I’m super optimistic and looking forward to this new thing.  I’ve had a super-difficult year, so here’s hoping this bodes well for a much better 2017.

What People Are Reading, December 2016

“Happy December!  What are you reading nowadays?”

  • Susan (college friend and romantic near-miss): The Enchanted Castle by Edith Nesbit.  Also picked up A Corner of White by Jaclyn Moriarty and Dept. of Speculation by Jenny Offill.
  • Ann (used to be an advisee at the community college newspaper): The Oxford Map Companion.  She works for the publisher.
  • Nikki (former colleague):  Chicken Soup for the Soul books.
  • JB (former dorm mate): Between books and wanted a recommendation.  I suggested any Michael Lewis he hadn’t already read and Heat by Bill Buford.
  • Kayla (former co-worker at the engineering firm):  Didn’t have my number in her phone, so she asked who it was, even though I asked her last month the same question in FB messenger, worded exactly the same way except “November” instead of “December.”  So I told her it was God and that I missed spending time with her.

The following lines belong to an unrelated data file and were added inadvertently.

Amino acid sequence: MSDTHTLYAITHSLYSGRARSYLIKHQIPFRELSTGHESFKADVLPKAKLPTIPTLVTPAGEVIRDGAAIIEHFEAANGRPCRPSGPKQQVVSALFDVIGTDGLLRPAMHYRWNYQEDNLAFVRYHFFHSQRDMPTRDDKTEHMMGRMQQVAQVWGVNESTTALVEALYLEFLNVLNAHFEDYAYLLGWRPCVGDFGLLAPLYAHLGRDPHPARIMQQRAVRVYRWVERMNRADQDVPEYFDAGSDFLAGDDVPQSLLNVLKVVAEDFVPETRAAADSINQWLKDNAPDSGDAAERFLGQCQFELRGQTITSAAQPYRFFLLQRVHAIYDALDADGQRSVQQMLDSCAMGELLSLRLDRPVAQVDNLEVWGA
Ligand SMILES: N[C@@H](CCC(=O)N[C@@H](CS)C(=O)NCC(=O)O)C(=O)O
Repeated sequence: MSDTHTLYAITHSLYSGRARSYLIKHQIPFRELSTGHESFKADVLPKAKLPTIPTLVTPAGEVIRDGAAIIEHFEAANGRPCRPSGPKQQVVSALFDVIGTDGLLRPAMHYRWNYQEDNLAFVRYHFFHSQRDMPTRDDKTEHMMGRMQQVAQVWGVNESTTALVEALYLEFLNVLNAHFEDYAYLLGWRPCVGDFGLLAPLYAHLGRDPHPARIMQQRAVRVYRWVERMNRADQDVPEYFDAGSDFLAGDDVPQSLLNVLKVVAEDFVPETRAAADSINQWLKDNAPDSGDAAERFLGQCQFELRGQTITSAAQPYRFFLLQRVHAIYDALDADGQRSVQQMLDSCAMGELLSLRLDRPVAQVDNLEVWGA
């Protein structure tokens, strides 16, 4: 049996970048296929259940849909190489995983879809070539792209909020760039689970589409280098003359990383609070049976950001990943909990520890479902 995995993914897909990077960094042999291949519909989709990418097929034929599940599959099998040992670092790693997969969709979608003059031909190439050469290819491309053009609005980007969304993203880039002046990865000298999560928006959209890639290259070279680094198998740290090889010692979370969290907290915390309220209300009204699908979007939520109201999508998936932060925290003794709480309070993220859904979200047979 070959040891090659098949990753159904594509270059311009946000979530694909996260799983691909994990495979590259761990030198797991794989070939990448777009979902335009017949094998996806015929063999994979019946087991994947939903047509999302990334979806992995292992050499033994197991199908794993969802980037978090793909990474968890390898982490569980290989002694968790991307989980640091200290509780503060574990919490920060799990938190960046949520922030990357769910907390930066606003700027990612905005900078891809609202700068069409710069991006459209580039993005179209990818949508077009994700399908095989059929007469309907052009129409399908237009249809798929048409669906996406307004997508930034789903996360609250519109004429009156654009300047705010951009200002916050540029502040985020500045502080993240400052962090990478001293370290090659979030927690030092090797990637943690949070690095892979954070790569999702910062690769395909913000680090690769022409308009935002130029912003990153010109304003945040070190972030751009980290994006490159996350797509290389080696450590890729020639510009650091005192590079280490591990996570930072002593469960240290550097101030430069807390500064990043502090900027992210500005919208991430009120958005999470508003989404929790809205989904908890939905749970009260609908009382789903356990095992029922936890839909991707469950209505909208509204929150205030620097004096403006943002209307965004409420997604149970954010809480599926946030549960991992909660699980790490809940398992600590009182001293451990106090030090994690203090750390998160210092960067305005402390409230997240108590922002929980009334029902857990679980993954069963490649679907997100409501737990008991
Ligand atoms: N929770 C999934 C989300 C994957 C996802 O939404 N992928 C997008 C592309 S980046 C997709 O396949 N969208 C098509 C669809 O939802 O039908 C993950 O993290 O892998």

• Susannah (former colleague):  Harry Potter and the Cursed ChildMissoula by John Krakauer, The Man in the High Castle by Philip K. Dick, Miss Peregrine’s Home for Peculiar Children by Ransom Riggs, and Do You Think What You Think You Think by Jeremy Stangroom and Julian Baggini.  She took a photo of her stack and said, “One is for a philosophy project with two students, one is for fun, one is for the holidays, one is because I’m officially an angry feminist since the election, one is to keep me humble.  Guess which is which.”  I got them all on my third guess, which was super fun.
  • Faye (former department chair):  Deep Work by Cal Newport, Creation Regained by Albert M. Wolters, and Reclaiming Conversation by Sherry Turkle.
  • Penny:  New cozy mystery series by Laura Childs, about a tea shop owner.
  • Charles (HS classmate): Just finished The Greatest Salesman in the World by Og Mandino.  Next is The Obstacle is the Key by Ryan Holiday.
  • Julie (former coworker): The Areas of My Expertise by John Hodgman.
  • Marc (HS classmate): Bone Tree by Greg Iles.

Several non-respondents.  To be edited later if I hear from anyone else.




You Up?